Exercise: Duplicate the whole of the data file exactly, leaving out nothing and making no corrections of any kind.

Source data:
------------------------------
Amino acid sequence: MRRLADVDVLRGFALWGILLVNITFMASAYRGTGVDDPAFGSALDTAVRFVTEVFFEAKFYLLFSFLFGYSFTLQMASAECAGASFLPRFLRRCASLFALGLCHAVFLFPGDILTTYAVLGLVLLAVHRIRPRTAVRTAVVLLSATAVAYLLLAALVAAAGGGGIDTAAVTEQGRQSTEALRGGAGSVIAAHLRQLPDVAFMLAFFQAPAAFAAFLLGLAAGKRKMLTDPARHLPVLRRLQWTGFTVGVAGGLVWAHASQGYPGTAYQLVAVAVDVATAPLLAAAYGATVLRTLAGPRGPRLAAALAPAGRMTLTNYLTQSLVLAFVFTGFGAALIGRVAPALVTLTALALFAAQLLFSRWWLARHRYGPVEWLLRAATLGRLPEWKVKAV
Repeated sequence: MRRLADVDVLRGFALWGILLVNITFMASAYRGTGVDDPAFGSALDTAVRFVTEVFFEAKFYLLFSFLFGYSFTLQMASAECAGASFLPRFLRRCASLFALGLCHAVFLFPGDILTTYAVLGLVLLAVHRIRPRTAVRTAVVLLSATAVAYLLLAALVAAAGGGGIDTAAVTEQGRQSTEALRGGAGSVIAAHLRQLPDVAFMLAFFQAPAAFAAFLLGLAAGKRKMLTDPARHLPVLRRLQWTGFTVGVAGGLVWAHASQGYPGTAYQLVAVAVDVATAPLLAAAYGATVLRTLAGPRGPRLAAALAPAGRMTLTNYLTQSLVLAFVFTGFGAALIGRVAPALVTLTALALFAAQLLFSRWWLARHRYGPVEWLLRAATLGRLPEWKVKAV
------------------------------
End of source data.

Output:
Amino acid sequence: MRRLADVDVLRGFALWGILLVNITFMASAYRGTGVDDPAFGSALDTAVRFVTEVFFEAKFYLLFSFLFGYSFTLQMASAECAGASFLPRFLRRCASLFALGLCHAVFLFPGDILTTYAVLGLVLLAVHRIRPRTAVRTAVVLLSATAVAYLLLAALVAAAGGGGIDTAAVTEQGRQSTEALRGGAGSVIAAHLRQLPDVAFMLAFFQAPAAFAAFLLGLAAGKRKMLTDPARHLPVLRRLQWTGFTVGVAGGLVWAHASQGYPGTAYQLVAVAVDVATAPLLAAAYGATVLRTLAGPRGPRLAAALAPAGRMTLTNYLTQSLVLAFVFTGFGAALIGRVAPALVTLTALALFAAQLLFSRWWLARHRYGPVEWLLRAATLGRLPEWKVKAV
Repeated sequence: MRRLADVDVLRGFALWGILLVNITFMASAYRGTGVDDPAFGSALDTAVRFVTEVFFEAKFYLLFSFLFGYSFTLQMASAECAGASFLPRFLRRCASLFALGLCHAVFLFPGDILTTYAVLGLVLLAVHRIRPRTAVRTAVVLLSATAVAYLLLAALVAAAGGGGIDTAAVTEQGRQSTEALRGGAGSVIAAHLRQLPDVAFMLAFFQAPAAFAAFLLGLAAGKRKMLTDPARHLPVLRRLQWTGFTVGVAGGLVWAHASQGYPGTAYQLVAVAVDVATAPLLAAAYGATVLRTLAGPRGPRLAAALAPAGRMTLTNYLTQSLVLAFVFTGFGAALIGRVAPALVTLTALALFAAQLLFSRWWLARHRYGPVEWLLRAATLGRLPEWKVKAV